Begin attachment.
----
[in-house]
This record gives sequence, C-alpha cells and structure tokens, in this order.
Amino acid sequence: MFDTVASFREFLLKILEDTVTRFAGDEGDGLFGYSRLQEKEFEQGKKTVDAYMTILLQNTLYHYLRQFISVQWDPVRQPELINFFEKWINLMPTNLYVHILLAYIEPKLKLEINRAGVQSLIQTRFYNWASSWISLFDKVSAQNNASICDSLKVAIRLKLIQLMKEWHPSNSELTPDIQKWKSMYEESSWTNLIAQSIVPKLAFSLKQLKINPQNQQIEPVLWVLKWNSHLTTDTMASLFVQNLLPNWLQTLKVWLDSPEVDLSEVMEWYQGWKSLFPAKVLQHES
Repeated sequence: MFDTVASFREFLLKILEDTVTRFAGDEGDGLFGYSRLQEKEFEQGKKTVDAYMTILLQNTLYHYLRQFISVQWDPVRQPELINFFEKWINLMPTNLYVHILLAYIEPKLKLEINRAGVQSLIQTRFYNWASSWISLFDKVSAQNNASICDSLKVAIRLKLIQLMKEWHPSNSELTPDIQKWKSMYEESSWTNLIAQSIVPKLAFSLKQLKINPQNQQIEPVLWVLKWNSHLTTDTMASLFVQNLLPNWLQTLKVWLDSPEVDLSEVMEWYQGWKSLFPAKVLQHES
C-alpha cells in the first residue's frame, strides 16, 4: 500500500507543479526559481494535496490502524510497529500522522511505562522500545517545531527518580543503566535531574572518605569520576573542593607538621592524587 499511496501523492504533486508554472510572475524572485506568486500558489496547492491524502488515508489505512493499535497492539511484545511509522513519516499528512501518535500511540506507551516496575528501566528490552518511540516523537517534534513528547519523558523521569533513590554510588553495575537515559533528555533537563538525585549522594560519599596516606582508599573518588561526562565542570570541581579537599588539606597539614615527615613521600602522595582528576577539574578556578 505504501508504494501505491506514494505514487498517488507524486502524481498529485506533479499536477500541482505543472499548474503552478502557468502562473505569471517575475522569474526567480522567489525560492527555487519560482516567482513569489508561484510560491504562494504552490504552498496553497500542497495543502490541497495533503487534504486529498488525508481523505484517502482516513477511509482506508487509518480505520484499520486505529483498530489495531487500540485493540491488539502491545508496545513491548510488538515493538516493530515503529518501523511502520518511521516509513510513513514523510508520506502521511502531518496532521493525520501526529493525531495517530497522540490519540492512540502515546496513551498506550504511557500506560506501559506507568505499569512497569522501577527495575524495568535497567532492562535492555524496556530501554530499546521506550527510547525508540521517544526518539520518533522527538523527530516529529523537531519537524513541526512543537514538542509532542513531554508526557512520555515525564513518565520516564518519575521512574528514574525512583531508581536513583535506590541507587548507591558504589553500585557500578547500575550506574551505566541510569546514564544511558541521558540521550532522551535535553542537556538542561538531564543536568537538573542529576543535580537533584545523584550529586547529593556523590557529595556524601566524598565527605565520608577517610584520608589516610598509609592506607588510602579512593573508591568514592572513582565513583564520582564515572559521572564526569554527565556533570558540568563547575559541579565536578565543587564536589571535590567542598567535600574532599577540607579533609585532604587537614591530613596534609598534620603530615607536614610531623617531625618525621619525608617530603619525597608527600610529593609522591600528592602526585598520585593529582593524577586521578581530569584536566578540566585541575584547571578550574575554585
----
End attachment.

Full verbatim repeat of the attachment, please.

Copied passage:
[in-house]
This record gives sequence, C-alpha cells and structure tokens, in this order.
Amino acid sequence: MFDTVASFREFLLKILEDTVTRFAGDEGDGLFGYSRLQEKEFEQGKKTVDAYMTILLQNTLYHYLRQFISVQWDPVRQPELINFFEKWINLMPTNLYVHILLAYIEPKLKLEINRAGVQSLIQTRFYNWASSWISLFDKVSAQNNASICDSLKVAIRLKLIQLMKEWHPSNSELTPDIQKWKSMYEESSWTNLIAQSIVPKLAFSLKQLKINPQNQQIEPVLWVLKWNSHLTTDTMASLFVQNLLPNWLQTLKVWLDSPEVDLSEVMEWYQGWKSLFPAKVLQHES
Repeated sequence: MFDTVASFREFLLKILEDTVTRFAGDEGDGLFGYSRLQEKEFEQGKKTVDAYMTILLQNTLYHYLRQFISVQWDPVRQPELINFFEKWINLMPTNLYVHILLAYIEPKLKLEINRAGVQSLIQTRFYNWASSWISLFDKVSAQNNASICDSLKVAIRLKLIQLMKEWHPSNSELTPDIQKWKSMYEESSWTNLIAQSIVPKLAFSLKQLKINPQNQQIEPVLWVLKWNSHLTTDTMASLFVQNLLPNWLQTLKVWLDSPEVDLSEVMEWYQGWKSLFPAKVLQHES
C-alpha cells in the first residue's frame, strides 16, 4: 500500500507543479526559481494535496490502524510497529500522522511505562522500545517545531527518580543503566535531574572518605569520576573542593607538621592524587 499511496501523492504533486508554472510572475524572485506568486500558489496547492491524502488515508489505512493499535497492539511484545511509522513519516499528512501518535500511540506507551516496575528501566528490552518511540516523537517534534513528547519523558523521569533513590554510588553495575537515559533528555533537563538525585549522594560519599596516606582508599573518588561526562565542570570541581579537599588539606597539614615527615613521600602522595582528576577539574578556578 505504501508504494501505491506514494505514487498517488507524486502524481498529485506533479499536477500541482505543472499548474503552478502557468502562473505569471517575475522569474526567480522567489525560492527555487519560482516567482513569489508561484510560491504562494504552490504552498496553497500542497495543502490541497495533503487534504486529498488525508481523505484517502482516513477511509482506508487509518480505520484499520486505529483498530489495531487500540485493540491488539502491545508496545513491548510488538515493538516493530515503529518501523511502520518511521516509513510513513514523510508520506502521511502531518496532521493525520501526529493525531495517530497522540490519540492512540502515546496513551498506550504511557500506560506501559506507568505499569512497569522501577527495575524495568535497567532492562535492555524496556530501554530499546521506550527510547525508540521517544526518539520518533522527538523527530516529529523537531519537524513541526512543537514538542509532542513531554508526557512520555515525564513518565520516564518519575521512574528514574525512583531508581536513583535506590541507587548507591558504589553500585557500578547500575550506574551505566541510569546514564544511558541521558540521550532522551535535553542537556538542561538531564543536568537538573542529576543535580537533584545523584550529586547529593556523590557529595556524601566524598565527605565520608577517610584520608589516610598509609592506607588510602579512593573508591568514592572513582565513583564520582564515572559521572564526569554527565556533570558540568563547575559541579565536578565543587564536589571535590567542598567535600574532599577540607579533609585532604587537614591530613596534609598534620603530615607536614610531623617531625618525621619525608617530603619525597608527600610529593609522591600528592602526585598520585593529582593524577586521578581530569584536566578540566585541575584547571578550574575554585